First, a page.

December 15, 2008

IV. Restrictions on Freedom of Movement

Freedom of movement is essential for civilians in times of conflict. The ability to move is often the only way to avoid becoming a casualty or to gain access to relief assistance. Yet, between 230,000 and 300,000 civilians,[36] most of them already multiple times displaced (some as many as 10 to 12 times), remain trapped inside the Vanni war zone. The main reason so many civilians are trapped is because the LTTE has forced civilians to flee with them, often to remote locations into LTTE-controlled territory, and refuses to allow civilians to freely leave areas under their control for government-controlled territory.

One international humanitarian official explained LTTE restrictions on movement, its pass system, and its impact on local humanitarian staff:

The LTTE has a pass system for those who want to leave the Vanni for government areas. Many of our staff members were simply refused a pass for one reason or another… The passes are granted to individuals, not families, so those who were granted one had a heartbreaking decision to make, whether to leave their spouse and children behind under a barrage of shells and air attacks to come with us to continue to work and earn money, or to stay behind with their family and face the possibility of being forced to join the LTTE and sent to fight.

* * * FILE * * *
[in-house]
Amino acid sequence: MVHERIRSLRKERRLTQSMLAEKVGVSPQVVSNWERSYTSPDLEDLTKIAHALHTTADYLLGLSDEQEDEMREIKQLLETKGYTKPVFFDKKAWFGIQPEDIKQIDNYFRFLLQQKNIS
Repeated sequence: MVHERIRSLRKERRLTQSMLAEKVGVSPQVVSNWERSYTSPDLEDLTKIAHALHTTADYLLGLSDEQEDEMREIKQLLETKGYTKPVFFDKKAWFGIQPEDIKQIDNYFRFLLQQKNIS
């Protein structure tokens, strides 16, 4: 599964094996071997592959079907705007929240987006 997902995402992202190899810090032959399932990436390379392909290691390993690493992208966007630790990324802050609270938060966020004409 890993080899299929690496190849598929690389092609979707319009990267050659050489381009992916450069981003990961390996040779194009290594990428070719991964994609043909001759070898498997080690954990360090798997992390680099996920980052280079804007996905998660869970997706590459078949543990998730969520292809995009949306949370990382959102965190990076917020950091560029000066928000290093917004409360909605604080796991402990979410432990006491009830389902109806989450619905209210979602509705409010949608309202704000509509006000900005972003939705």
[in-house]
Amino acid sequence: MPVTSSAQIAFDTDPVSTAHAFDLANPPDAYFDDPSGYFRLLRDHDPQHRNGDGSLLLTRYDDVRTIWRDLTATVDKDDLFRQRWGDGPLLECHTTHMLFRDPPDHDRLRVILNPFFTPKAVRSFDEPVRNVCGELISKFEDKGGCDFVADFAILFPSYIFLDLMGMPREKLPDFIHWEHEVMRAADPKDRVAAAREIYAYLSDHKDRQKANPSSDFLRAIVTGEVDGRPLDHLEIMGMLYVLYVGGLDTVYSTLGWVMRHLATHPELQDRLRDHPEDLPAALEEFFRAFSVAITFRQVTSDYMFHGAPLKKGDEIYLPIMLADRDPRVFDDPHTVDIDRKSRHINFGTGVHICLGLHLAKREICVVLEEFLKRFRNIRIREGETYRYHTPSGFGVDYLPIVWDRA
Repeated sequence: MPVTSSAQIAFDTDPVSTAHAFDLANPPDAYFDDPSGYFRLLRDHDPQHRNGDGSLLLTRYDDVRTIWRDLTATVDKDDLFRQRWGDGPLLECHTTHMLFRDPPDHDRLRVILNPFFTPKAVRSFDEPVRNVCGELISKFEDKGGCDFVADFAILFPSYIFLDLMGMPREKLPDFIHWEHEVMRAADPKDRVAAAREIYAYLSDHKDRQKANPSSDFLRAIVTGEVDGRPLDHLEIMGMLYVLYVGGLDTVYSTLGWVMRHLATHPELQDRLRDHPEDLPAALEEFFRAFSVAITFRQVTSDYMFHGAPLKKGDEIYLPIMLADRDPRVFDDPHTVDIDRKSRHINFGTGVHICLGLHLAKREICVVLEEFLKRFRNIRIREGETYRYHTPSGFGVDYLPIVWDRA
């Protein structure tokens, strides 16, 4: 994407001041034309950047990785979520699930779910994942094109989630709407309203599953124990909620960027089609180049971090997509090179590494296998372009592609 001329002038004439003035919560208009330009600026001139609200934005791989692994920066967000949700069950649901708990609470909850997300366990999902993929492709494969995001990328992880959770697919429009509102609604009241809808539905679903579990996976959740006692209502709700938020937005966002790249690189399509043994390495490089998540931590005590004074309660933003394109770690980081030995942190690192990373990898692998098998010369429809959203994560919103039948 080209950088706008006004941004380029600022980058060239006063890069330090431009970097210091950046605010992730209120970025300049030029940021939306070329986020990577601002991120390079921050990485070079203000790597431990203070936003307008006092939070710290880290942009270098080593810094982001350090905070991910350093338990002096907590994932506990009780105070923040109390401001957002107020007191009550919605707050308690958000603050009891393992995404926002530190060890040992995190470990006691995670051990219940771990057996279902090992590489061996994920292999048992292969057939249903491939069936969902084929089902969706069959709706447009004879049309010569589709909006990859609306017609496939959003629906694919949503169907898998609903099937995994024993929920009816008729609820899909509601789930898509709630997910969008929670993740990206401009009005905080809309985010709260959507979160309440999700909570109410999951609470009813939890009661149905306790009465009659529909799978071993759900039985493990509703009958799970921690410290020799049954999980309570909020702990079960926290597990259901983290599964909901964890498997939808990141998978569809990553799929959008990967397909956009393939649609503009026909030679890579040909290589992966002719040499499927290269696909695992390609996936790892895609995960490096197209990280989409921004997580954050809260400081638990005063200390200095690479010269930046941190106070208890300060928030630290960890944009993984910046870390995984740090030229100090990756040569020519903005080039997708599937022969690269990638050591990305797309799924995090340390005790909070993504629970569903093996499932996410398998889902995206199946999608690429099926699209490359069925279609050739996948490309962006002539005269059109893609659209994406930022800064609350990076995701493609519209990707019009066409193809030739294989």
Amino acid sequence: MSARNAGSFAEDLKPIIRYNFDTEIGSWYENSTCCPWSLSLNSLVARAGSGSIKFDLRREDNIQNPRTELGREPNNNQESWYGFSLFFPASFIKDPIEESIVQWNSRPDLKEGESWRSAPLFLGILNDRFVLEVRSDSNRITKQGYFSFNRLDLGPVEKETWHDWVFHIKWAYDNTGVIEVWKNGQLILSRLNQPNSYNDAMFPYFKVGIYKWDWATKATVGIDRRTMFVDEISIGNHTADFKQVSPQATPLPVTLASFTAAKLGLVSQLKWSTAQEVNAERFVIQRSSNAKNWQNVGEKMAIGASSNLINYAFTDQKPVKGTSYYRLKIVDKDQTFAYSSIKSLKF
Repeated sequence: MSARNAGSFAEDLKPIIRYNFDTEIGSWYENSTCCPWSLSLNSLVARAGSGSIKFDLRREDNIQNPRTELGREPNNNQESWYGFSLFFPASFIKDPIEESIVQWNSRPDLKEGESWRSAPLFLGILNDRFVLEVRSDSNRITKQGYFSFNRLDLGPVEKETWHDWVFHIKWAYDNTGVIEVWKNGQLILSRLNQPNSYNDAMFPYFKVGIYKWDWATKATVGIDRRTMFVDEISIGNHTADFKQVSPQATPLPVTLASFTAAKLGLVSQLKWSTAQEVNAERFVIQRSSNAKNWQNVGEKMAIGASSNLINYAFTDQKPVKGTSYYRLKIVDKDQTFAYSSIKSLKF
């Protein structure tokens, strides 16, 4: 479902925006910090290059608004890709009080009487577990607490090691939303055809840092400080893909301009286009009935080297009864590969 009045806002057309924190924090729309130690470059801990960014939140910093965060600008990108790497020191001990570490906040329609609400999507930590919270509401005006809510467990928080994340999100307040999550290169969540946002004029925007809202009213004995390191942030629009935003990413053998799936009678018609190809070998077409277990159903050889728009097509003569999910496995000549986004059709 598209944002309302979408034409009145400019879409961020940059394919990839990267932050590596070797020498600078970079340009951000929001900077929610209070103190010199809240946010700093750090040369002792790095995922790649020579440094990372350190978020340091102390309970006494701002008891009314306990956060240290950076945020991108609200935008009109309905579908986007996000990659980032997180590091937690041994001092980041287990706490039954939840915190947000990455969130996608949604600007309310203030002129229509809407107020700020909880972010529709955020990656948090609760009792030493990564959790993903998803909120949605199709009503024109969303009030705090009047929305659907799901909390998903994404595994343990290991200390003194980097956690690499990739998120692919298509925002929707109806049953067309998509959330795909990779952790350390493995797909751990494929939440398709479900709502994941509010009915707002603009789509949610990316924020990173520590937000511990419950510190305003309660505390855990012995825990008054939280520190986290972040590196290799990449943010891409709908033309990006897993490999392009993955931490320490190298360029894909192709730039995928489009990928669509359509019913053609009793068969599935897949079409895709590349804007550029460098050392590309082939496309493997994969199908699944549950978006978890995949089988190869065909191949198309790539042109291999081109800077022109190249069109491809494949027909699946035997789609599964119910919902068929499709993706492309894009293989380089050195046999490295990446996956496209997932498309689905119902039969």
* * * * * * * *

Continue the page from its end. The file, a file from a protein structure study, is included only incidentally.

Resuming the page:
To manage, advise and counsel our staff through this process was the hardest thing emotionally I and many of us had ever dealt with. As the roar of the shells got ever closer to Kilinochchi the urgency of the decision-making increased and staff had to begin to move to government areas, leaving their loved ones behind.[37]

The LTTE has long used a coercive pass system to prevent civilians from leaving areas under its control. Strict regulations on movement of civilians have been in place since at least 1995. Ordinarily, persons of recruitment age (between 12 and 35 years old, male or female, more recently extended to 45 years) wishing to temporarily exit LTTE-controlled areas are required to leave a relative behind as a "guarantor." A "guarantor" is normally a relative who ensures that the person leaving the Vanni will return to the Vanni as promised. If the individual fails to return to the Vanni as promised, the "guarantor" is arrested and normally subjected to forced labor.

Prior to the current phase of the conflict, if families wanted to leave LTTE-controlled areas permanently, they had to hand over their land, home, and property to the LTTE (an option only available to the relatively wealthy). Once permission is granted by the LTTE's Transport Monitoring Division (TMD), the person or family wishing to move is given a one-time travel pass by the TMD.

Movement restrictions were somewhat relaxed during the ceasefire agreement period from 2002 until 2006, when the TMD issued everyone over the age of 10 in LTTE-controlled areas a Transport Admission Card (TAC), which allowed individuals and families to move relatively freely in and out of LTTE-controlled areas during this period.

After the closure of the LTTE's Jaffna peninsula checkpoint on the A9 road leading to the Vanni on August 11, 2006, the LTTE again began to issue increasingly restrictive travel regulations. As before the ceasefire, the LTTE again started requiring individuals to apply for a one-time pass from the TMD and leave a relative behind as a guarantor. Passes are now only issued on the day of travel and authorize travel outside LTTE-controlled areas for a period of one day to three months.